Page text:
May 10, 2021Preparing for Hurricane Season 

The only thing worse than being in a storm is being unprepared when it strikes. Hurricanes can damage your home and property and completely uproot your life. However, you can reduce a storm’s impact on your family, home, or business by getting ready the right way. We’re here to help prepare YOU for this hurricane season. 

The best time to prepare for a storm is right now. Hurricane season officially begins June 1, and lasts until November 30, but often peaks mid-August to late October. We’ve put together some tips to help you get ready. 

Get to know weather-related terms. Chances are that you’ll keep track of the weather by listening to the radio while driving, watching TV, or checking your go-to online news source. If you don’t understand the weather reports, you may not know how to respond to a critical situation. Here are some weather-related terms that you should know: 

  • Tropical Storm: An organized system of strong thunderstorms with strong circulation and wind speeds of 39-73 mph. 
  • Tropical Storm Watch: Tropical storm conditions, including winds of 39-73 mph, are possible and can pose a threat to the area within 48 hours. 
  • Tropical Storm Warning: Tropical storm conditions are expected within 36 hours. 
  • Hurricane: Very strong, pronounced circulating winds of 74 mph or more and gusts up to 200 mph. Hurricanes are classified into five categories based on sustained winds and storm surges. 
  • Hurricane Watch: Hurricane conditions are a real possibility for the area, usually within 48 hours. 
  • Hurricane Warning: Hurricane conditions are expected within 36 hours. 
  • Evacuation order: The direction given by government officials to leave an area threatened by a storm. This direction depends on the storm’s track and projected surge. 
  • Storm Surge: Storm surge is an abnormal rise of water generated by a storm, over and above the predicted astronomical tides. 

Plan your evacuation well in advance of a hurricane.Our home is where we are most comfortable and feel the safest, and it’s hard to just up and leave, even during hurricane. Unfortunately, many people make the mistake of assuming that they won’t have to leave their home due to inclement weather. When they finally decide leave, it may be too late.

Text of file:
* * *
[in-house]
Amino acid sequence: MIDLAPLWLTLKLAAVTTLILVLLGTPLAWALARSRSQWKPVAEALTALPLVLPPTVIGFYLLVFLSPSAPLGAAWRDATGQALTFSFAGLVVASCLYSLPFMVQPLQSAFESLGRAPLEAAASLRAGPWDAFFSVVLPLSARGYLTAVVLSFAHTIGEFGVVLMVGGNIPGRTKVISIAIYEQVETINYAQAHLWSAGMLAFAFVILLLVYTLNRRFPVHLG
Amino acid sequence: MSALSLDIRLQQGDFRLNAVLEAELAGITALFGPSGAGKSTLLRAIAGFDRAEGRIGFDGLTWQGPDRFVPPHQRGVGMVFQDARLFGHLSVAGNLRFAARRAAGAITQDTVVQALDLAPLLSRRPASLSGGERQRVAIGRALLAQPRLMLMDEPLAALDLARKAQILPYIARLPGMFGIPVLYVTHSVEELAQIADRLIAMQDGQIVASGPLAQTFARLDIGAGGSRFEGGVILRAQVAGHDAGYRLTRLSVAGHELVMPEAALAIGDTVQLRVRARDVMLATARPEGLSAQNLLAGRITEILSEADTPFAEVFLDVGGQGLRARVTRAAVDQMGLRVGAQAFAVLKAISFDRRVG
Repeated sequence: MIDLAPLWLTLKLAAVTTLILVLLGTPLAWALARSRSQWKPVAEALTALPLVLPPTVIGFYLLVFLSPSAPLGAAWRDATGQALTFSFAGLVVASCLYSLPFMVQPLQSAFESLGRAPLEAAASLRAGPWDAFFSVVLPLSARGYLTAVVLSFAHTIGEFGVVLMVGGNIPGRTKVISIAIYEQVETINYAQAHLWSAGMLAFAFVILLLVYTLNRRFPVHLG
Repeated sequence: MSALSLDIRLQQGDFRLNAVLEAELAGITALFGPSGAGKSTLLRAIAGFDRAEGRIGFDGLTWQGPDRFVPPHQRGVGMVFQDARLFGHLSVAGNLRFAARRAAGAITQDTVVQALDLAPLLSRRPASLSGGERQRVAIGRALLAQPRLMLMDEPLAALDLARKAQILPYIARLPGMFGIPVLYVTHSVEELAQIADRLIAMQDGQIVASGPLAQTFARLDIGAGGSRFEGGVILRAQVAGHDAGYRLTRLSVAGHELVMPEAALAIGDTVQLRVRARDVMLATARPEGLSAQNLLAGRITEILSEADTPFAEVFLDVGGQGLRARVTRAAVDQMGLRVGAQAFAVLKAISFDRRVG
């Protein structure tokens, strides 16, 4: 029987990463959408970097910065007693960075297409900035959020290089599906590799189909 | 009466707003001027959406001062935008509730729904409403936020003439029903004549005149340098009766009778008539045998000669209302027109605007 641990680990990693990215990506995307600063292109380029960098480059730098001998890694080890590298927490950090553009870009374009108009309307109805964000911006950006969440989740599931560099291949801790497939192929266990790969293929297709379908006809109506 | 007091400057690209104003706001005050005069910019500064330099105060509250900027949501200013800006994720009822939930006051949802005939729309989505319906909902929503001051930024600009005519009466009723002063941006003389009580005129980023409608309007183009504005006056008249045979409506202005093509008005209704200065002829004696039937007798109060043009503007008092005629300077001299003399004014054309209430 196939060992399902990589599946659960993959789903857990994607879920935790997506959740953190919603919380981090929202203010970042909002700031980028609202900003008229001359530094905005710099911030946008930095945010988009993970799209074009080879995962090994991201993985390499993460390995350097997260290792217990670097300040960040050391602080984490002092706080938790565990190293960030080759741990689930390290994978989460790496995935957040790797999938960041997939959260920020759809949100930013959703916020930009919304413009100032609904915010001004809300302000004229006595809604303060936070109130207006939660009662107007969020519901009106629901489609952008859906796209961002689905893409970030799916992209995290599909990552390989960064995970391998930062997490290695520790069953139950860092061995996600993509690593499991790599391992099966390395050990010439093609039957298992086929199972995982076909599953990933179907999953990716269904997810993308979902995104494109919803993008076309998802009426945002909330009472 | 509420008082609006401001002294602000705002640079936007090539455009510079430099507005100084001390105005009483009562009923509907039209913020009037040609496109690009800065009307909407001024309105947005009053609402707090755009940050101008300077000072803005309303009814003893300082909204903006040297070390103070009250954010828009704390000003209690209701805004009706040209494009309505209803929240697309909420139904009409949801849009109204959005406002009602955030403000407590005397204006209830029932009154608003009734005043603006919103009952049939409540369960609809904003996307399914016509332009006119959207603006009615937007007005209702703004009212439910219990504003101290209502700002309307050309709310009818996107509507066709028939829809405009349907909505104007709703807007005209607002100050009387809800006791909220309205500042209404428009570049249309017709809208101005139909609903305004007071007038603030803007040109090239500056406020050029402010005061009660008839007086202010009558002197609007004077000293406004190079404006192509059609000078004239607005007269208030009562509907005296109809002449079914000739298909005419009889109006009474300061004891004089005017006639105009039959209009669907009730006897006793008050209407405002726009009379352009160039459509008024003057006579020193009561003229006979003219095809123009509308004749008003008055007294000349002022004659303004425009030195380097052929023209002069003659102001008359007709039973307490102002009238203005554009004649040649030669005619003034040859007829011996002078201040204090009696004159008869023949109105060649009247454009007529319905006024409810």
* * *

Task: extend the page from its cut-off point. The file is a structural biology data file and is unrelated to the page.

Don’t wait to be told to evacuate if you don’t feel safe. You should plan out your evacuation route right now. Find safe locations where you’ll weather the storm if needed. This includes planning for your pets as well. Set up a communication plan and keep in mind the phone lines and internet might be out. Ensure you have each family member’s contact information written down in case your cell phone runs out of battery power. Also, if you live in a mobile home or on the coast, you’ll need to be evacuated even sooner.  

Protect your home.Of course, the safety of yourself and your family are most important. But if you are evacuating, you woulddefinitely want to come back to a home that is as safe and comfortable as possible, considering the impact of a storm. Strong hurricane winds can pick up landscaping materials and hurl them through doors and windows. Not to mention, a lot of hurricane-related property damage occurs after the windstorm by rain entering your structures through broken doors, windows, and roof openings. 

Don’t linger trying to safeguard your home before evacuating. Start preparing now. Though prepping your home can be costly and time-consuming, you can do it in stages throughout the year, such as the following: 

  • Cut weak trees and branches that could fall on your home. 
  • Replace rock or gravel landscaping materials with lighter, shredded bark that won’t cause as much damage.